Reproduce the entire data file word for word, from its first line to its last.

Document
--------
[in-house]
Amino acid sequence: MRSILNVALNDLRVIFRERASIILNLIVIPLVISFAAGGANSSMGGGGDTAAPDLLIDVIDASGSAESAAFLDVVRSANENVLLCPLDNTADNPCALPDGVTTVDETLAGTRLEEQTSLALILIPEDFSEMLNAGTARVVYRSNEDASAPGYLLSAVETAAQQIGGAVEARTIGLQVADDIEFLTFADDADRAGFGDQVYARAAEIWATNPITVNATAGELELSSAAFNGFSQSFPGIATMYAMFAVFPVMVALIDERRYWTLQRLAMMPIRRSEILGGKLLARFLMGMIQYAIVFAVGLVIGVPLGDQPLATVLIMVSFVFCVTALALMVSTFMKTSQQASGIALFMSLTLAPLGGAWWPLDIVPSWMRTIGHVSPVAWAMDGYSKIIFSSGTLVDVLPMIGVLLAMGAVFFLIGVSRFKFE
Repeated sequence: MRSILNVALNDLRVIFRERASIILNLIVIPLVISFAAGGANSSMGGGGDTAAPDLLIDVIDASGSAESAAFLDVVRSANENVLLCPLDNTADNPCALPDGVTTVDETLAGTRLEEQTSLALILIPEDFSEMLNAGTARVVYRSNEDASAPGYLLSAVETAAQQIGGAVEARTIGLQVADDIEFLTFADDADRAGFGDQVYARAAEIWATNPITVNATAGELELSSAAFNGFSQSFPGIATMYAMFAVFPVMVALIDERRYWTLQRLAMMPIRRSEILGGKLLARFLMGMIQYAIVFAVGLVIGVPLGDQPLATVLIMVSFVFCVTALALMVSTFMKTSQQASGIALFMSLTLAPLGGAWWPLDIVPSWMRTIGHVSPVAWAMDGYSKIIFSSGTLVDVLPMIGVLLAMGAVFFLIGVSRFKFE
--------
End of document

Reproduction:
[in-house]
Amino acid sequence: MRSILNVALNDLRVIFRERASIILNLIVIPLVISFAAGGANSSMGGGGDTAAPDLLIDVIDASGSAESAAFLDVVRSANENVLLCPLDNTADNPCALPDGVTTVDETLAGTRLEEQTSLALILIPEDFSEMLNAGTARVVYRSNEDASAPGYLLSAVETAAQQIGGAVEARTIGLQVADDIEFLTFADDADRAGFGDQVYARAAEIWATNPITVNATAGELELSSAAFNGFSQSFPGIATMYAMFAVFPVMVALIDERRYWTLQRLAMMPIRRSEILGGKLLARFLMGMIQYAIVFAVGLVIGVPLGDQPLATVLIMVSFVFCVTALALMVSTFMKTSQQASGIALFMSLTLAPLGGAWWPLDIVPSWMRTIGHVSPVAWAMDGYSKIIFSSGTLVDVLPMIGVLLAMGAVFFLIGVSRFKFE
Repeated sequence: MRSILNVALNDLRVIFRERASIILNLIVIPLVISFAAGGANSSMGGGGDTAAPDLLIDVIDASGSAESAAFLDVVRSANENVLLCPLDNTADNPCALPDGVTTVDETLAGTRLEEQTSLALILIPEDFSEMLNAGTARVVYRSNEDASAPGYLLSAVETAAQQIGGAVEARTIGLQVADDIEFLTFADDADRAGFGDQVYARAAEIWATNPITVNATAGELELSSAAFNGFSQSFPGIATMYAMFAVFPVMVALIDERRYWTLQRLAMMPIRRSEILGGKLLARFLMGMIQYAIVFAVGLVIGVPLGDQPLATVLIMVSFVFCVTALALMVSTFMKTSQQASGIALFMSLTLAPLGGAWWPLDIVPSWMRTIGHVSPVAWAMDGYSKIIFSSGTLVDVLPMIGVLLAMGAVFFLIGVSRFKFE